With the U.S. patent office preparing to strip the Washington Redskins of their trademark, the team that has received much backlash might lose its ability to solely own the Redskins logo.
For years, American sports teams have come under fire for their mascots or team names that follow culturally insensitive caricatures of the Native American race. Stanford, Dartmouth, and Marquette are just a few schools who changed their trademarks in response to complaints from the Native American community. However, teams like the Washington Redskins still perpetuate these Native American stereotypes by fighting for their trademarks and claiming that they are honoring the culture through their use of an infamous racial slur.
Whatever intentions the Redskins hoped to make, it does not discount the fact that their actions preserve older viewpoints that were used to justify the oppression of tribes in the Old West. For example, in old Western films Native Americans were either portrayed as noble savages that existed as sidekicks to the John Wayne-esque hero of the film, or as bloodthirsty savages who tore their way through western American civilization, leaving carnage and despair in their wake. So these people were only ever viewed as those worthy of assimilation into white-society or as beasts to be sent for slaughter. These two portrayals are not only constrictive of the Native American culture, they are also still used constantly in American sports.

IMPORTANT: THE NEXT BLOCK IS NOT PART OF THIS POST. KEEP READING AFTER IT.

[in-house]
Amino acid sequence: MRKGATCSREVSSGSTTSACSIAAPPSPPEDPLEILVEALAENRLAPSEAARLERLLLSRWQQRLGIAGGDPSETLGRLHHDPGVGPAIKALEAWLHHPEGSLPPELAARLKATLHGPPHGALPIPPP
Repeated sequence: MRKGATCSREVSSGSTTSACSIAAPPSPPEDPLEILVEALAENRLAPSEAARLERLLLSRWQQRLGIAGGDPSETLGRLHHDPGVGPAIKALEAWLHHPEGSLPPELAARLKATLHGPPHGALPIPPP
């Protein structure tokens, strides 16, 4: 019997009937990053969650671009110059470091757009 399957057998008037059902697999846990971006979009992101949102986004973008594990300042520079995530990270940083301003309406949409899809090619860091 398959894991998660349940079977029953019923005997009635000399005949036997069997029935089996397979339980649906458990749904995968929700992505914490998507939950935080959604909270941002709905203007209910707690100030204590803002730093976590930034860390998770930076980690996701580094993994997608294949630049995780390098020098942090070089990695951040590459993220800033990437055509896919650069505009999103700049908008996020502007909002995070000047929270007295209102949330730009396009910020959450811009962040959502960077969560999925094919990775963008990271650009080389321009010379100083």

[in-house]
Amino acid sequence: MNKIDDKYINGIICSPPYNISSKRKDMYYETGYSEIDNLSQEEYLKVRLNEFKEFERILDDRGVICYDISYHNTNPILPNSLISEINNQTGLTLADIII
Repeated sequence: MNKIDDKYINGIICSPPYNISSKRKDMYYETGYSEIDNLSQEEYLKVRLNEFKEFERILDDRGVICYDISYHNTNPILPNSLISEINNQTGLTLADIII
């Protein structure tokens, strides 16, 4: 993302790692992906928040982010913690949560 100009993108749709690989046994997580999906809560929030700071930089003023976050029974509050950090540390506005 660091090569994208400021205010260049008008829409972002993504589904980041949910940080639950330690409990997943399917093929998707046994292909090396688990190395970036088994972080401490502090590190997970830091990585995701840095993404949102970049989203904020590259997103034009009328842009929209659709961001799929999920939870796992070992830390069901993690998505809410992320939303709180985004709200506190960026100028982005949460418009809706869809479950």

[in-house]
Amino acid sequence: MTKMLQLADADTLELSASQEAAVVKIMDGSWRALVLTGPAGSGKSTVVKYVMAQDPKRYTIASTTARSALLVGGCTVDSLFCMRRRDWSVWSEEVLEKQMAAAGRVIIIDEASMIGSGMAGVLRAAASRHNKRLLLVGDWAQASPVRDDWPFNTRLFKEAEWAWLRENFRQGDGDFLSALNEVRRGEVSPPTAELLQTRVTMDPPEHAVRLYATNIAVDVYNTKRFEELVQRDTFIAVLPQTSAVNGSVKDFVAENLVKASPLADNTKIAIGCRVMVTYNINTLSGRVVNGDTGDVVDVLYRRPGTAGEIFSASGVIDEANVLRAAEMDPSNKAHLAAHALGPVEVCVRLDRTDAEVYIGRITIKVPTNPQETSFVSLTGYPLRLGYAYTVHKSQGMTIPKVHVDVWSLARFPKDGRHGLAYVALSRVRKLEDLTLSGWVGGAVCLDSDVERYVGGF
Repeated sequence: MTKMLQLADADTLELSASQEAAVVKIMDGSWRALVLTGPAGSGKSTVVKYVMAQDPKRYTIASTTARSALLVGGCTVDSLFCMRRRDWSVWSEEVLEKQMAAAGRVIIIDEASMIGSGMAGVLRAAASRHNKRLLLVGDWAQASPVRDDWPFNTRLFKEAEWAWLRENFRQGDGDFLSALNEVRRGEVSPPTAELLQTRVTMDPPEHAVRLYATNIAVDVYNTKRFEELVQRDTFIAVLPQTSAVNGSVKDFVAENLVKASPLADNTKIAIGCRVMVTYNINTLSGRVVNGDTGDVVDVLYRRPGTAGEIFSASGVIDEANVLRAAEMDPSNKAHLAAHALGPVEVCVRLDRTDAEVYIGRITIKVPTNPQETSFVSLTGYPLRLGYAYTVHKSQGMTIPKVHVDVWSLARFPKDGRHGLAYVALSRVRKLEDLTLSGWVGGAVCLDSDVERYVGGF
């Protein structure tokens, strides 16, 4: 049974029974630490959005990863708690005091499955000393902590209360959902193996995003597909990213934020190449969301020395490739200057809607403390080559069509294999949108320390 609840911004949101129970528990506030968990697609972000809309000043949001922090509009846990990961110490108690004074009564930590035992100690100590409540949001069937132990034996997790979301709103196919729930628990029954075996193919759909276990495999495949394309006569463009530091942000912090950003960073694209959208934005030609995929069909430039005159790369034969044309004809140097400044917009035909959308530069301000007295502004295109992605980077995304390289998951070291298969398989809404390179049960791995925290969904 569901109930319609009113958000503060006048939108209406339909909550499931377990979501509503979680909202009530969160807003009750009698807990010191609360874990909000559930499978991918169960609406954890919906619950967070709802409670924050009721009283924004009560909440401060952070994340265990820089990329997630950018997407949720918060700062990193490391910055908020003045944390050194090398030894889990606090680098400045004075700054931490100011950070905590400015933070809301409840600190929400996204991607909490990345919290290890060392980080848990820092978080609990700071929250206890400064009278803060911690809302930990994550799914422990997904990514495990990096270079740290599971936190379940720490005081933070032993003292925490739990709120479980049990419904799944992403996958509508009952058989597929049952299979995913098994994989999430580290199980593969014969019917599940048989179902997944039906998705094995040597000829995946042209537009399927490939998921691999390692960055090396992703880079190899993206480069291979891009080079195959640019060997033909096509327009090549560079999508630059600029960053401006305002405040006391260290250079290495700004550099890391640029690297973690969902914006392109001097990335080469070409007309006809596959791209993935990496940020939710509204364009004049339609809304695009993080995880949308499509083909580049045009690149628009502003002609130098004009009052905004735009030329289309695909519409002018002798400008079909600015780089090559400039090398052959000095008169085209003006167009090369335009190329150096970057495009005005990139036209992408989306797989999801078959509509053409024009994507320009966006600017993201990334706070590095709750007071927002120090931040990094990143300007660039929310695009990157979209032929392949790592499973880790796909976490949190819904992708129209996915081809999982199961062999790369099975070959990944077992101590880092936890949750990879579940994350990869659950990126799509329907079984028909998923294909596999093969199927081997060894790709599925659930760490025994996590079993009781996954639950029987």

And, to an extent, American society has tried to make up for these indiscretions through film and media. Some Westerns such as The Searchers attempted to make the idea of miscegenation between Native Americans and Caucasians more palatable for society and hoped to show discrimination against tribes as a thing of the past. Also, in the 1970’s, the Keep America Beautiful campaign utilized The Crying Indian as a way to show Americans the downside of littering. But with all things aside, both forms of media exploited the bloodthirsty and noble savage institutions. Why can’t media portray Native Americans like they do Caucasians, as limitless beings?
One of the few accurate portrayals of Native Americans in film is in Smoke Signals. The film follows young Victor and his friend Thomas, two Coeur D’Alene Indians, as he comes to terms with his father’s death. But what is underneath the surface of the film is the idea of reconciliation with the past; the idea that sons can mend what fathers have broken.
And I believe that idea is the solution to all of this uproar with American sports teams like the Redskins. By using a person or race as a mascot, you are reducing them to the status of an animal- considering that is what most mascots are. We have done away with most logos that marginalize African Americans, so what is different about the Native Americans? And as the Washington Redskins prepare for the appeals court in order to protect their patent on their mascot, I hope people keep in mind the fact that this racial slur is a commonality of the past. As the present and future of society, it is vital to be culturally sensitive and to fix what social issues past civilizations threw to the wayside.
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